IR344 Research Paper

IR344 Research Paper - 1 Although deeply revered throughout...

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Although deeply revered throughout the world for their timeless elegance, diamonds are the source of great conflict and brutal violence. As a natural resource, diamonds can be viewed as either a blessing or a curse. Sierra Leone, regarded as one of the poorest nations in the world, is endowed with great quantities of the gem. Although diamonds are merely small pieces of carbon with virtually no intrinsic value, the barter and trade of the stone fueled a devastating civil war in West Africa’s Sierra Leone between 1991-2002. The illicit diamond industry stripped Sierra Leone of potential economic success, and financed rebel groups to terrorize the country through human rights abuses, murder, rape and ambush. Although a complex topic that requires hundreds of pages of analysis, I will attempt to provide a general overview of the role smuggled diamonds played in the civil war in Sierra Leone. Furthermore, I hope to demonstrate the way in which the impacts of such an industry have serious implications for the lack of development in Sierra Leone. Sierra Leone’s “conflict” or “blood diamonds” fuel violence and human rights abuses, hindering the country from any political, economic or socio-cultural development. However, there is a circular relationship, as the lack of growth exacerbates the existence of war and horrendous human rights violations in the region. Sierra Leone, like other African countries such as Angola and the Democratic Republic of the Congo, is endowed with diamonds as a plentiful natural resource. However, simply because a country is blessed with such resources does not necessarily imply its ability to control, utilize and distribute them responsibly. Diamonds originating from war zones are known as “conflict diamonds” or “blood diamonds,” due to the illegal and inhumane manner in which they are extracted, produced, and exported. The United 1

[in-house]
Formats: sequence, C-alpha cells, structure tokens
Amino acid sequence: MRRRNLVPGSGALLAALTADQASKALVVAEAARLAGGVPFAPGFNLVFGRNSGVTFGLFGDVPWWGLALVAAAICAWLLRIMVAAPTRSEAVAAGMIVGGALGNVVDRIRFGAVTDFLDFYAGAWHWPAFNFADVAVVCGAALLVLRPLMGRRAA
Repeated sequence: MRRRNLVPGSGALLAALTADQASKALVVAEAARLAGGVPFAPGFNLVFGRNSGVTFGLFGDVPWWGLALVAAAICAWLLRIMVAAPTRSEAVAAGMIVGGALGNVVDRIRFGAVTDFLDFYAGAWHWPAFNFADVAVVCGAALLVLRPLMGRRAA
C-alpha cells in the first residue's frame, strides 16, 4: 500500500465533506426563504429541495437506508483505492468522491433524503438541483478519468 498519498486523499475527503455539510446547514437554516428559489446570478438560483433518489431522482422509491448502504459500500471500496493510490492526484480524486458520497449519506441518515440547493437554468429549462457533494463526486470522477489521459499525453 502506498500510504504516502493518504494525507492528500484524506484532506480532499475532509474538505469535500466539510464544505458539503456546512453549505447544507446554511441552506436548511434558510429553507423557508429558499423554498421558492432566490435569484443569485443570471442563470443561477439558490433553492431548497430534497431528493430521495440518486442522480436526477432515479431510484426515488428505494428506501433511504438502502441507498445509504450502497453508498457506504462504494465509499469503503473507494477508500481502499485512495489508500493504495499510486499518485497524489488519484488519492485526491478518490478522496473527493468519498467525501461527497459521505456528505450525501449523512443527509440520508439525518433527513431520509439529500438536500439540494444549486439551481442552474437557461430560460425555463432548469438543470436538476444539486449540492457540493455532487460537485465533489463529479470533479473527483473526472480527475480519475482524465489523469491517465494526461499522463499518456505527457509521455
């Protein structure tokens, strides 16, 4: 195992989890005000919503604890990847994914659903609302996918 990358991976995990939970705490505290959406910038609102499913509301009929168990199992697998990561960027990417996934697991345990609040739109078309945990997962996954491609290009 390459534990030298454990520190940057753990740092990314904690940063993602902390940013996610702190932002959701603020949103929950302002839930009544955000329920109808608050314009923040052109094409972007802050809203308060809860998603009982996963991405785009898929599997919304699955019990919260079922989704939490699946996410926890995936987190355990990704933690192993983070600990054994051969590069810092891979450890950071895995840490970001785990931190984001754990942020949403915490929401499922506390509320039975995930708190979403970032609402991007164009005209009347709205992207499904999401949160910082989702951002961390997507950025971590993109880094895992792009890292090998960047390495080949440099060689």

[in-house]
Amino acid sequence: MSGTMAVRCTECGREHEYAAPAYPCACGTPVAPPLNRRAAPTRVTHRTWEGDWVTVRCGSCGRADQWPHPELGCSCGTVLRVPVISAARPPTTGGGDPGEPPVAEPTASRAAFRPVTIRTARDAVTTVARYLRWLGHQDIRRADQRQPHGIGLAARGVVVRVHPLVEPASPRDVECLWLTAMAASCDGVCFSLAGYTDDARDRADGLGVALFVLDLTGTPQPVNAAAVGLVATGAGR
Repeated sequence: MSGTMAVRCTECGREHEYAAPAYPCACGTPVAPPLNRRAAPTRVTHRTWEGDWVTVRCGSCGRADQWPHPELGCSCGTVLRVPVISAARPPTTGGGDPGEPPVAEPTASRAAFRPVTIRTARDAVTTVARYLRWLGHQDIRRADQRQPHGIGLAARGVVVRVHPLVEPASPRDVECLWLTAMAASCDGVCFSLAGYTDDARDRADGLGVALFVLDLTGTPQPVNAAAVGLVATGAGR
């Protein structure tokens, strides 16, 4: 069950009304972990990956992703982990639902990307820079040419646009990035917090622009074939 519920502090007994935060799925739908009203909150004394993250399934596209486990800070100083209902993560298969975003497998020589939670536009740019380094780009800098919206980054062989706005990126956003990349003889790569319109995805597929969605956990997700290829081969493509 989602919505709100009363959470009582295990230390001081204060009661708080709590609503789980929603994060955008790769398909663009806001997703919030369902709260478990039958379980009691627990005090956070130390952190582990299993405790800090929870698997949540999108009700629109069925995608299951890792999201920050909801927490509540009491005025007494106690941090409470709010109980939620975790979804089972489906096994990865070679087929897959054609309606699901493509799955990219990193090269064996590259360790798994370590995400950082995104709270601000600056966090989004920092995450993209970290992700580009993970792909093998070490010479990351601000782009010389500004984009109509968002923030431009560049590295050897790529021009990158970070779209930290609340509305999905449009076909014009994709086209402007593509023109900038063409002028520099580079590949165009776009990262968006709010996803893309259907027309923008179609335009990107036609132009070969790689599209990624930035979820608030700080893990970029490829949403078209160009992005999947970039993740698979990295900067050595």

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Nations defines conflict diamonds as “ diamonds that originate from areas controlled by forces or factions opposed to legitimate and internationally recognized governments, and are used to fund military action in opposition to those governments, or in contravention of the decisions of the Security Council.” (Anna Frangipani Campino, Security Council Affairs Division, the United Nations ) The first diamond in Sierra Leone was discovered in 1930 and significant production of the gem commenced in 1935. (Smillie, 26) However, diamond mining was under British control exclusively between 1935 until 1956. The Sierra Leone Selection Trust (SLST), part of the powerful De Beers cartel, established a complete monopoly over the industry at this time. Sierra Leoneans were not legally permitted to mine their own diamonds. As a result of such exclusive mining rights, illegal mining rose sharply in the 1950s, “with perhaps as many as 70,000 illicit diggers by 1953.” (Keen, 12) As foreign businesses exploited their diamond fields, local Sierra Leoneans began to harbor sentiments of deep resentment. They then actively
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IR344 Research Paper - 1 Although deeply revered throughout...

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